After being under scrutiny in the US regarding the spread of false information about COVID-19 and allowing people to post messages that violated human rights and instigating to violence, the social media giant, Facebook, is once again under the microscope in Australia.
The Australian Competition and Consumer Commission (ACCC), the country’s antitrust regulator, is working on a bill that, if approved by the Parliament, "would force the tech giants into revenue-sharing deals with publishers." If they don't reach a consensus, independent arbitrators will set the terms of the agreement.
The possible law comes as a response to Facebook's reluctance to pay publishers for the content they post. On Monday, the American company threatened to ban Australian users from sharing local and international news on Facebook and Instagram, rather than comply with the requested changes.
From the Silicon Valley-based company’s point of view, the regulations are absurd, as they would force it to “either removing news entirely or accepting a system that lets publishers charge us for as much content as they want at a price with no clear limits. Unfortunately, no business can operate this way,” read a post of Will Easton, the Facebook managing director for Australia and New Zealand. Despite his statement, the abovementioned arbitrators will determine the price that publishers should receive. Moreover, the platform would have no recourse to exit the agreement, and the fine for each offense could be as steep as 10% of the overall revenue in Australia.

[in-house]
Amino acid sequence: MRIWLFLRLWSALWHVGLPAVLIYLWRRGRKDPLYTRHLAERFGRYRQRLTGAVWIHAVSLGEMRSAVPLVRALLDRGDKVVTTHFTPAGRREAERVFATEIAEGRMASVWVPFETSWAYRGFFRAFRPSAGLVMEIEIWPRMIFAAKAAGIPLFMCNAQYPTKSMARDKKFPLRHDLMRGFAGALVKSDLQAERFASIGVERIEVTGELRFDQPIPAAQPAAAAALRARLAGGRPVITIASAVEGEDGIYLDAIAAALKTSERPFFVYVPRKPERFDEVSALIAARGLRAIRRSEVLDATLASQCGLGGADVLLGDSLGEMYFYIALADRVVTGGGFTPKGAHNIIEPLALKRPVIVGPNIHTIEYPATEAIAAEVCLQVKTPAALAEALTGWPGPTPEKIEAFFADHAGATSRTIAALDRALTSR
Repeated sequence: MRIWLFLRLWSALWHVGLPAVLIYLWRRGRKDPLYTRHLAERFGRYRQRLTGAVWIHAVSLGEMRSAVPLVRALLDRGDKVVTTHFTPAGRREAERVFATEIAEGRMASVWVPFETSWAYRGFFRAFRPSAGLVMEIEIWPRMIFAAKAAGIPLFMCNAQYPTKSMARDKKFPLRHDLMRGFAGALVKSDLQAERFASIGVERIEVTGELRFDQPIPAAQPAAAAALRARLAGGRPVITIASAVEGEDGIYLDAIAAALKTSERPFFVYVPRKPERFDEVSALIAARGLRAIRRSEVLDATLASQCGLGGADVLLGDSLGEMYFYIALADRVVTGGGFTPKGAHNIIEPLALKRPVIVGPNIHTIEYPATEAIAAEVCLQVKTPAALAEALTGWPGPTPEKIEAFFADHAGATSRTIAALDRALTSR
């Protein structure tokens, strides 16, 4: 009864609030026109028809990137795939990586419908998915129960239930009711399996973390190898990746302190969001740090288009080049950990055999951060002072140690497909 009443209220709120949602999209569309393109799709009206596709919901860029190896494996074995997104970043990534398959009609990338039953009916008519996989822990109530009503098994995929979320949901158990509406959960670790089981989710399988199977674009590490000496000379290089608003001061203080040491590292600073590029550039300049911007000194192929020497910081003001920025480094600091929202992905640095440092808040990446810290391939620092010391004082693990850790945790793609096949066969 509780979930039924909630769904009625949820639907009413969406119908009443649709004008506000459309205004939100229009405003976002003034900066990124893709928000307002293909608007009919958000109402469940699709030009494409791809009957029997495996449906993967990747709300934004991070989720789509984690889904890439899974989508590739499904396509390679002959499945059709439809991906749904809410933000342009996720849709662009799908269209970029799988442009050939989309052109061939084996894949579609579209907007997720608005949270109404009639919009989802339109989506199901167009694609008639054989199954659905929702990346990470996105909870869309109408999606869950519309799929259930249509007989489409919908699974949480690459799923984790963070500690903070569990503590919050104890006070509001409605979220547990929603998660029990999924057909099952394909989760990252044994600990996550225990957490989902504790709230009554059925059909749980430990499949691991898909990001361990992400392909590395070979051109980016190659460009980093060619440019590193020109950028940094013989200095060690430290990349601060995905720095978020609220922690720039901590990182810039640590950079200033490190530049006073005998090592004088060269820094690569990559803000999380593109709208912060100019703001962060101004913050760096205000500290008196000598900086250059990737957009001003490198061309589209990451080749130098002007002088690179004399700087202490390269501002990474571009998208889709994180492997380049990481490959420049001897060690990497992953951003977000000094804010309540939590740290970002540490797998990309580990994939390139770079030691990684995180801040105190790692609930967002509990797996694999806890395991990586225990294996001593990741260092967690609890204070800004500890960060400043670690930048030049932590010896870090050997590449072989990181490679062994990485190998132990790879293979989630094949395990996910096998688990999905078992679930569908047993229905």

But Facebook is not the first company to have to obey such laws in Australia. Google warned that the country could lose access to its free services and “provide (you) with a dramatically worse Google Search and YouTube.” When it comes to paying publishers, #Google shut down Google News in Spain in 2014 rather than accepting it. Like Facebook, in Australia, it faces 10% worth of revenue in fines.
Together, Facebook and Google are controlling more than 60% of the world’s online ad market, and in the US are responsible for roughly 70% of it.
From the experts' perspective, the Australian law could be a base for a future US regulation.
Following the announcement, #Facebook stock price #traded 0.16% lower, but during today’s pre-market session, it managed to wash-off yesterday’s losses by gaining more than 1%.
Read why Facebook was under scrutiny over civil rights here!
Sources: cnbc.com, marketwatch.com, reuters.com, finance.yahoo.com